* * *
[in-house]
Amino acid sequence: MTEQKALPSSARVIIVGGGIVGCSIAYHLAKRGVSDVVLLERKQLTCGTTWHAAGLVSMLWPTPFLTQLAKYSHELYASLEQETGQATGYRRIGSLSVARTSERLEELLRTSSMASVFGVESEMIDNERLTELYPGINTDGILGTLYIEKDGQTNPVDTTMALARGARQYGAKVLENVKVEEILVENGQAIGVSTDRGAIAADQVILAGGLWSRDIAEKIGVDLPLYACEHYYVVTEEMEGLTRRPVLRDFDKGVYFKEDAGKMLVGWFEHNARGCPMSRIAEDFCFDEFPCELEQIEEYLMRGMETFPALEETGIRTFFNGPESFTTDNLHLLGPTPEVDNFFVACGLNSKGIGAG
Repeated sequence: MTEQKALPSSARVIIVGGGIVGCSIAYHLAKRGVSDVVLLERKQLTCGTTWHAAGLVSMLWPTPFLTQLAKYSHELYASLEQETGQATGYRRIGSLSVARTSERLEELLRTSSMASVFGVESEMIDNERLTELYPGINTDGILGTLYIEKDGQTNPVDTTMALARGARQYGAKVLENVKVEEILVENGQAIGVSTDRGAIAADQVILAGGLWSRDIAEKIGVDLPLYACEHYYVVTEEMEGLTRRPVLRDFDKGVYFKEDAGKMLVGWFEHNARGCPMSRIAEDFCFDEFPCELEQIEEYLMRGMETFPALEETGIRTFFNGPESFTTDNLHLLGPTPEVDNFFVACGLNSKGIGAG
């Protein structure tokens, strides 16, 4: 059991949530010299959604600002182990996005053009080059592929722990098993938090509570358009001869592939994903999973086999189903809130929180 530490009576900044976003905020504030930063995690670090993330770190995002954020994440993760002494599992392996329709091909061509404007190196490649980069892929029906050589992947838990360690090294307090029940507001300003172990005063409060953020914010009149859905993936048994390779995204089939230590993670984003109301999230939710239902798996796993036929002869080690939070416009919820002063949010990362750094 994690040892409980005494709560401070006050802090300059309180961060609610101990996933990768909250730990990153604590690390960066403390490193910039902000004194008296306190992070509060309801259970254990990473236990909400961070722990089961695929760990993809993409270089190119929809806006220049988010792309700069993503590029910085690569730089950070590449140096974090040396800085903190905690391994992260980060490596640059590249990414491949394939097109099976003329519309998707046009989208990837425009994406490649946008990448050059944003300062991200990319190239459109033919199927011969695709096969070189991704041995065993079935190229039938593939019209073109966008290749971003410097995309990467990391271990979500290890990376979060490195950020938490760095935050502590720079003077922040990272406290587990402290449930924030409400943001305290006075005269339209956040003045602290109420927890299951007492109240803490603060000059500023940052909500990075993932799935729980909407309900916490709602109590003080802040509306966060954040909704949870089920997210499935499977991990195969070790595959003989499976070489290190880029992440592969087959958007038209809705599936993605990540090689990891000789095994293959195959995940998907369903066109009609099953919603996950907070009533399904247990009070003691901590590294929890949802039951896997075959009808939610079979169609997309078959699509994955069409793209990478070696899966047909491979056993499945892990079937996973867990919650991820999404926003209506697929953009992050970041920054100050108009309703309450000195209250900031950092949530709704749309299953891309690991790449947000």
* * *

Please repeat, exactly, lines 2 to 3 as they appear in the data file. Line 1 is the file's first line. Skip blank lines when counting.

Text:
Amino acid sequence: MTEQKALPSSARVIIVGGGIVGCSIAYHLAKRGVSDVVLLERKQLTCGTTWHAAGLVSMLWPTPFLTQLAKYSHELYASLEQETGQATGYRRIGSLSVARTSERLEELLRTSSMASVFGVESEMIDNERLTELYPGINTDGILGTLYIEKDGQTNPVDTTMALARGARQYGAKVLENVKVEEILVENGQAIGVSTDRGAIAADQVILAGGLWSRDIAEKIGVDLPLYACEHYYVVTEEMEGLTRRPVLRDFDKGVYFKEDAGKMLVGWFEHNARGCPMSRIAEDFCFDEFPCELEQIEEYLMRGMETFPALEETGIRTFFNGPESFTTDNLHLLGPTPEVDNFFVACGLNSKGIGAG
Repeated sequence: MTEQKALPSSARVIIVGGGIVGCSIAYHLAKRGVSDVVLLERKQLTCGTTWHAAGLVSMLWPTPFLTQLAKYSHELYASLEQETGQATGYRRIGSLSVARTSERLEELLRTSSMASVFGVESEMIDNERLTELYPGINTDGILGTLYIEKDGQTNPVDTTMALARGARQYGAKVLENVKVEEILVENGQAIGVSTDRGAIAADQVILAGGLWSRDIAEKIGVDLPLYACEHYYVVTEEMEGLTRRPVLRDFDKGVYFKEDAGKMLVGWFEHNARGCPMSRIAEDFCFDEFPCELEQIEEYLMRGMETFPALEETGIRTFFNGPESFTTDNLHLLGPTPEVDNFFVACGLNSKGIGAG